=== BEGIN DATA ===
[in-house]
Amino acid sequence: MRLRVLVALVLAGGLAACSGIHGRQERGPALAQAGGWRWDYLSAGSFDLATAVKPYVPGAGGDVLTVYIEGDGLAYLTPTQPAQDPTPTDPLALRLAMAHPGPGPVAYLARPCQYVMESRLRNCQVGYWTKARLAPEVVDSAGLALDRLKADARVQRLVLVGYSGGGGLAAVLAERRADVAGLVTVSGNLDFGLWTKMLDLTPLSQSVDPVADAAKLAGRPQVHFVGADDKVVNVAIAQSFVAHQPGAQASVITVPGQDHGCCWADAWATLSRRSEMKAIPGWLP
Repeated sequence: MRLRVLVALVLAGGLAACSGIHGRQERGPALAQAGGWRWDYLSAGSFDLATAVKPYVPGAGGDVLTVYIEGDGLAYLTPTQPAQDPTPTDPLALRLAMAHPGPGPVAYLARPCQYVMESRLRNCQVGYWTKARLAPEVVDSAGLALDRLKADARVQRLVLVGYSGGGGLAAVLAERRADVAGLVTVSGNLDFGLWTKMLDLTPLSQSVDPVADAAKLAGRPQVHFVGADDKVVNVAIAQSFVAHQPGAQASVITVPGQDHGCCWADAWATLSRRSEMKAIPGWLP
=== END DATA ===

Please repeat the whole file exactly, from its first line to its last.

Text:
[in-house]
Amino acid sequence: MRLRVLVALVLAGGLAACSGIHGRQERGPALAQAGGWRWDYLSAGSFDLATAVKPYVPGAGGDVLTVYIEGDGLAYLTPTQPAQDPTPTDPLALRLAMAHPGPGPVAYLARPCQYVMESRLRNCQVGYWTKARLAPEVVDSAGLALDRLKADARVQRLVLVGYSGGGGLAAVLAERRADVAGLVTVSGNLDFGLWTKMLDLTPLSQSVDPVADAAKLAGRPQVHFVGADDKVVNVAIAQSFVAHQPGAQASVITVPGQDHGCCWADAWATLSRRSEMKAIPGWLP
Repeated sequence: MRLRVLVALVLAGGLAACSGIHGRQERGPALAQAGGWRWDYLSAGSFDLATAVKPYVPGAGGDVLTVYIEGDGLAYLTPTQPAQDPTPTDPLALRLAMAHPGPGPVAYLARPCQYVMESRLRNCQVGYWTKARLAPEVVDSAGLALDRLKADARVQRLVLVGYSGGGGLAAVLAERRADVAGLVTVSGNLDFGLWTKMLDLTPLSQSVDPVADAAKLAGRPQVHFVGADDKVVNVAIAQSFVAHQPGAQASVITVPGQDHGCCWADAWATLSRRSEMKAIPGWLP